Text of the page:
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Taylor Rules in the Quarterly Projection Model

Author

Listed:
  • Jamie Armour
  • Ben Fung
  • Dinah Maclean

Abstract

In recent years, there has been a lot of interest in Taylor-type rules. Evidence in the literature suggests that Taylor-type rules are optimal in a number of models and are fairly robust across different models. The reaction function in the Bank of Canada's Quarterly Projection Model (QPM) is an inflation-forecast-based (IFB) rule. A number of studies have suggested, however, that the optimality of IFB rules is very model-specific. Given this and concerns about model uncertainty, it seems logical to assess the performance of Taylor-type reaction functions in QPM. Therefore, we compare QPM's IFB rule with a simple Taylor rule as well as with two rules that include open-economy elements. Overall, our results suggest that Taylor-type rules do not perform well in QPM compared with the base-case IFB rule, since they are associated with significantly higher variabilities of inflation, output, and interest rates. However, of the Taylor-type rules considered, we find that a simple rule with a coefficient of 2 on the contemporaneous inflation gap (versus 0.5 in Taylor's original rule) and a coefficient of 0.5 on the output gap is the most appropriate. Furthermore, the gains from using open-economy rules seem to be limited.

Suggested Citation

  • Jamie Armour & Ben Fung & Dinah Maclean, 2002. "Taylor Rules in the Quarterly Projection Model," Staff Working Papers 02-1, Bank of Canada.
  • Handle: RePEc:bca:bocawp:02-1
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    References listed on IDEAS

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    Citations

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    Cited by:

    1. Nikolsko-Rzhevskyy, Alex, 2008. "Monetary Policy Evaluation in Real Time: Forward-Looking Taylor Rules Without Forward-Looking Data," MPRA Paper 11352, University Library of Munich, Germany.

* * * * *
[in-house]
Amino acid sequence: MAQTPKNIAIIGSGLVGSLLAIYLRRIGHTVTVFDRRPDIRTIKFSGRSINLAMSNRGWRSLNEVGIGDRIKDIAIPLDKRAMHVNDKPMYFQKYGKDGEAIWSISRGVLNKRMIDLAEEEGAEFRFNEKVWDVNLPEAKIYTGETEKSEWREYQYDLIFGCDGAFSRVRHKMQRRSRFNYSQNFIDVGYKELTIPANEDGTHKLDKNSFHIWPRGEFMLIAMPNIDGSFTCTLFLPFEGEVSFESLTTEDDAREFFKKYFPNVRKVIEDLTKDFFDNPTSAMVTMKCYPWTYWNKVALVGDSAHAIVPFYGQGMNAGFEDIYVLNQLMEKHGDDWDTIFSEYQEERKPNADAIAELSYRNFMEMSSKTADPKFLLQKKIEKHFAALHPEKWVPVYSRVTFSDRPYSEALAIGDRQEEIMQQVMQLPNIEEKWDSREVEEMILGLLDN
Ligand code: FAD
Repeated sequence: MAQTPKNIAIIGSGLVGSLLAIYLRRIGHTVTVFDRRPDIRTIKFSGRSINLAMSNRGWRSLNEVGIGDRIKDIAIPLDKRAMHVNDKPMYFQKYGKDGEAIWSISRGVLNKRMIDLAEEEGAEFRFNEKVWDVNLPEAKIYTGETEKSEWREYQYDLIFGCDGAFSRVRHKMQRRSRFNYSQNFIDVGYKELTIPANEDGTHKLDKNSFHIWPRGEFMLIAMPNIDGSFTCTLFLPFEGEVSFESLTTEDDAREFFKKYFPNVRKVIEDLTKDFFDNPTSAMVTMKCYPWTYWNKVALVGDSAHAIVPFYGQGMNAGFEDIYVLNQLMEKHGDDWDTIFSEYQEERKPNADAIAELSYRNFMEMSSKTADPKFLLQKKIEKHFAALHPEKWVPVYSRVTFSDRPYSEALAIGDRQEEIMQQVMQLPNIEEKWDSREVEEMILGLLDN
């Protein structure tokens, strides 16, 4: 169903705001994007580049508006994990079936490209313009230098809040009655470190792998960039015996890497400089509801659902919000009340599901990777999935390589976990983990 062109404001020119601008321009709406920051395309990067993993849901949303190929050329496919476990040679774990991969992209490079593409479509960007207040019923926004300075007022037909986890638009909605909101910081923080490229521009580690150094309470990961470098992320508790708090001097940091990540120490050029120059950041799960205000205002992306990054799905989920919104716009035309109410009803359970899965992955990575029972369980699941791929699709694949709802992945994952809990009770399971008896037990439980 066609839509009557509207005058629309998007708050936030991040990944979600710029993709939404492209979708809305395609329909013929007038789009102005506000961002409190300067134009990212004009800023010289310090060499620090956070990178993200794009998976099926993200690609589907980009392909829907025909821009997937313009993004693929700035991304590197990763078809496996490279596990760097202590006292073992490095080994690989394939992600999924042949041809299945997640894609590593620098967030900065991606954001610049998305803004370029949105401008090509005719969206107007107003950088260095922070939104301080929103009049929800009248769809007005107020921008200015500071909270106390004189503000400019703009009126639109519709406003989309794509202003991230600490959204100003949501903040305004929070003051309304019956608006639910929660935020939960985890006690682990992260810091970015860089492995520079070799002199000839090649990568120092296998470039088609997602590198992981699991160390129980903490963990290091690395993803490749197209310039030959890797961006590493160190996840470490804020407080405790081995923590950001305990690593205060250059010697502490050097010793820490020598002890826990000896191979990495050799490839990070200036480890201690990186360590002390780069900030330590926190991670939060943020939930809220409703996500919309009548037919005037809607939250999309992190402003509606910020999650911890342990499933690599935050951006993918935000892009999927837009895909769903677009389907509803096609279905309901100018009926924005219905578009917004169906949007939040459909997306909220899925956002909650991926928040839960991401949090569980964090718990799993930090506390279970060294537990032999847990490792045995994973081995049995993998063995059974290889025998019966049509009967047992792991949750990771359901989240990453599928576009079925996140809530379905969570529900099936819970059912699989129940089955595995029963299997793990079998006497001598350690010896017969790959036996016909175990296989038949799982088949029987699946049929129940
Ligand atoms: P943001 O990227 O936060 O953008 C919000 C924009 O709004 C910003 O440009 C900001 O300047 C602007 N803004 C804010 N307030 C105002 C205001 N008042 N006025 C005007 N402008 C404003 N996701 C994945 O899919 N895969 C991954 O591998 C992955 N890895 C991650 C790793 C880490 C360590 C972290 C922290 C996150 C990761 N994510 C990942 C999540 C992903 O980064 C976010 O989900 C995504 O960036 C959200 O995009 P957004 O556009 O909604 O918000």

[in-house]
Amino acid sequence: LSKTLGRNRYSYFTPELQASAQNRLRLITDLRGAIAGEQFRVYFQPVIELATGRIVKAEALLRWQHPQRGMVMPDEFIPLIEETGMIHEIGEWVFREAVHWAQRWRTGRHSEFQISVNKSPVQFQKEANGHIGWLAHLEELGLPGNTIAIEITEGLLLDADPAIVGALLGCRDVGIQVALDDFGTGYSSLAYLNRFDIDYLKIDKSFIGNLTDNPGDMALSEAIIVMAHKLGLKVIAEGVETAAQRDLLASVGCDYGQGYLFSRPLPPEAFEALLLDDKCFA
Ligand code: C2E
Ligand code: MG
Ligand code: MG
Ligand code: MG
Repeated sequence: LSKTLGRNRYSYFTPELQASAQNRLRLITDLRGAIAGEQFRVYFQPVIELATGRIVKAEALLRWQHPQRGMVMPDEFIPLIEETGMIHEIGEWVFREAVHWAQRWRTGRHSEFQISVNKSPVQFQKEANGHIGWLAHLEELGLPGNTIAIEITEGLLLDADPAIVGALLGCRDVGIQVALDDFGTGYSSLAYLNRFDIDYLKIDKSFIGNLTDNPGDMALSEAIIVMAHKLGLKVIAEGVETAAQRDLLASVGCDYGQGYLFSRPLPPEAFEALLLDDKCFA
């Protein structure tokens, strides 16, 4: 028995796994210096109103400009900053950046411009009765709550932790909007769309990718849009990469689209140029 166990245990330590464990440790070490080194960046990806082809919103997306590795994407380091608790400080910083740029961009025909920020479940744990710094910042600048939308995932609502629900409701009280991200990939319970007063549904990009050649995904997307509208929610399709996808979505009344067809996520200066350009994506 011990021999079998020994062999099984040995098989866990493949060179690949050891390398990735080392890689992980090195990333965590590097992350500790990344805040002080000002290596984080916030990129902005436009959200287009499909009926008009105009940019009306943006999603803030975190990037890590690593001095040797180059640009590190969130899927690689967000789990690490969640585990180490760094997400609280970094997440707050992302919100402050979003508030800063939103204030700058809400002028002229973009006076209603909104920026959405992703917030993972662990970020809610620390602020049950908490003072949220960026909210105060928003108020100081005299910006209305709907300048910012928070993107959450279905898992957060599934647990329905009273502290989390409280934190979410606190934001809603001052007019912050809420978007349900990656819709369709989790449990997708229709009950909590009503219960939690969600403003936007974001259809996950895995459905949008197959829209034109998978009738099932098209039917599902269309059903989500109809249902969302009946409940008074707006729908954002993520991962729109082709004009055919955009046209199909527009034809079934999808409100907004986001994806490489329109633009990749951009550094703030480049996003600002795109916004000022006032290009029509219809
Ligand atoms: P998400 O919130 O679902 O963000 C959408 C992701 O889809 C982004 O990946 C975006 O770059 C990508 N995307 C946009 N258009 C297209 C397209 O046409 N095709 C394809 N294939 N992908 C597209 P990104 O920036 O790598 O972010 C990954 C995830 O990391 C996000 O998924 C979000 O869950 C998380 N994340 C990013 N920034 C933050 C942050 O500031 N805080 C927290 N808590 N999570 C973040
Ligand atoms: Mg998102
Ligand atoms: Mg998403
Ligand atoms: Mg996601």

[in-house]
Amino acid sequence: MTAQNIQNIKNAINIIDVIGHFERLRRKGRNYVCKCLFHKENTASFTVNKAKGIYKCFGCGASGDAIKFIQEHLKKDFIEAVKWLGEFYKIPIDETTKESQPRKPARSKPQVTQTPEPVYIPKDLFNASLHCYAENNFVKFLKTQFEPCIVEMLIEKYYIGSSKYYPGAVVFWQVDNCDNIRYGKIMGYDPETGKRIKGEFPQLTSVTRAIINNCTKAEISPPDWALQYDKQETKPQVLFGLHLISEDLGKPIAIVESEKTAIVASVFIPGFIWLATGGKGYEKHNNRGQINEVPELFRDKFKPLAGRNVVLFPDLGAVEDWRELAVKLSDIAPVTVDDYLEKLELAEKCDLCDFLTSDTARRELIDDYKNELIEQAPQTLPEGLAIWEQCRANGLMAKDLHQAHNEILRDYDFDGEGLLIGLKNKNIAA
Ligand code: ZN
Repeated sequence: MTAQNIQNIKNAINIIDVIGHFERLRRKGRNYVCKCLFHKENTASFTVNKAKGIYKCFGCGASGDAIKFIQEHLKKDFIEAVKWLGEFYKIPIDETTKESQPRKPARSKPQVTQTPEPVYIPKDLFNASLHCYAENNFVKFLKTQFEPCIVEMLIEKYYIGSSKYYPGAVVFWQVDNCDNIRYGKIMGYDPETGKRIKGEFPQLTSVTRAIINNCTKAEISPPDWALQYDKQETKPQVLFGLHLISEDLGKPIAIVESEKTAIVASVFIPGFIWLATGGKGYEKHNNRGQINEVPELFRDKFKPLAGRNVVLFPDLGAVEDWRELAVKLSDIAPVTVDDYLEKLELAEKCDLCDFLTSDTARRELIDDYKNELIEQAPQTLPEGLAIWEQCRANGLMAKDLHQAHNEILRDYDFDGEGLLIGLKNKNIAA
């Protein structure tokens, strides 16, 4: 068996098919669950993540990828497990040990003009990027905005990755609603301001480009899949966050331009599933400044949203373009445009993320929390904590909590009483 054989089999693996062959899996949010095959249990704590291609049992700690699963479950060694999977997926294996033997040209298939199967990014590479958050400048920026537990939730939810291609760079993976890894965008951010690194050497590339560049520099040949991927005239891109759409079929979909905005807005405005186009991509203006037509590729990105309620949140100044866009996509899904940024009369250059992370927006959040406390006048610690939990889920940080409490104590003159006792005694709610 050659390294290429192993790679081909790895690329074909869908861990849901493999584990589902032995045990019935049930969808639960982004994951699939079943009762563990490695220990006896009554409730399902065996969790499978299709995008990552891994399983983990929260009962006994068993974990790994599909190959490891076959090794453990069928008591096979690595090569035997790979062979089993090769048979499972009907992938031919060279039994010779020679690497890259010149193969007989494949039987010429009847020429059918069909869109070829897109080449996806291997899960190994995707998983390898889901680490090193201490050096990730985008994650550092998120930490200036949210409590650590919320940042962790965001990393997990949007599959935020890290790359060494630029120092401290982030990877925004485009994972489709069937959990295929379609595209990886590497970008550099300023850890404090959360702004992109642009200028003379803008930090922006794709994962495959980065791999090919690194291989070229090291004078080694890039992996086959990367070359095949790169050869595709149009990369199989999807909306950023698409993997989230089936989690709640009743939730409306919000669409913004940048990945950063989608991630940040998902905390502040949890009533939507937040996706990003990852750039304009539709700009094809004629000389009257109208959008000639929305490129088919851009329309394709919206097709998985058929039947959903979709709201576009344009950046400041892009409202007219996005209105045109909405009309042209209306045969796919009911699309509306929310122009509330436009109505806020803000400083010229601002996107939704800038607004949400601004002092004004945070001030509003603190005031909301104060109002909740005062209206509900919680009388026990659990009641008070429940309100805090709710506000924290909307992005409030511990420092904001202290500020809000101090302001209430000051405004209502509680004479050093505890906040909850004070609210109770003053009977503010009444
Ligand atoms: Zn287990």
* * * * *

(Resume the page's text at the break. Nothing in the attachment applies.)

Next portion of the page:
2. Cote, Denise & Kuszczak, John & Lam, Jean-Paul & Liu, Ying & St-Amant, Pierre, 2006. "A comparison of twelve macroeconomic models of the Canadian economy," Journal of Policy Modeling, Elsevier, vol. 28(5), pages 523-562, July.
    3. Nicholas Rowe & David Tulk, 2003. "A Simple Test of Simple Rules: Can They Improve How Monetary Policy is Implemented with Inflation Targets?," Staff Working Papers 03-31, Bank of Canada.
    4. Denise Côté & John Kuszczak & Jean-Paul Lam & Ying Liu & Pierre St-Amant, 2004. "The performance and robustness of simple monetary policy rules in models of the Canadian economy," Canadian Journal of Economics, Canadian Economics Association, vol. 37(4), pages 978-998, November.
    5. Scott Hendry & Wai-Ming Ho & Kevin Moran, 2003. "Simple Monetary Policy Rules in an Open-Economy, Limited-Participation Model," Staff Working Papers 03-38, Bank of Canada.
    6. Kevin Clinton, 2006. "Wicksell at the Bank of Canada," Working Papers 1087, Queen's University, Department of Economics.
    7. Thanaset Chevapatrakul & Juan Paez-Farrell, 2014. "Monetary Policy Reaction Functions in Small Open Economies: a Quantile Regression Approach," Manchester School, University of Manchester, vol. 82(2), pages 237-256, March.
    8. Alex Nikolsko‐Rzhevskyy, 2011. "Monetary Policy Estimation in Real Time: Forward‐Looking Taylor Rules without Forward‐Looking Data," Journal of Money, Credit and Banking, Blackwell Publishing, vol. 43(5), pages 871-897, August.
    9. Gabriel Srour, 2003. "Some Notes on Monetary Policy Rules with Uncertainty," Staff Working Papers 03-16, Bank of Canada.
    10. Jean-Philippe Cayen & Amy Corbett & Patrick Perrier, 2006. "An Optimized Monetary Policy Rule for ToTEM," Staff Working Papers 06-41, Bank of Canada.

    More about this item

    Keywords

    Monetary policy framework; Uncertainty and monetary policy; Economic models;

    JEL classification:

    • E5 - Macroeconomics and Monetary Economics - - Monetary Policy, Central Banking, and the Supply of Money and Credit
    • E52 - Macroeconomics and Monetary Economics - - Monetary Policy, Central Banking, and the Supply of Money and Credit - - - Monetary Policy

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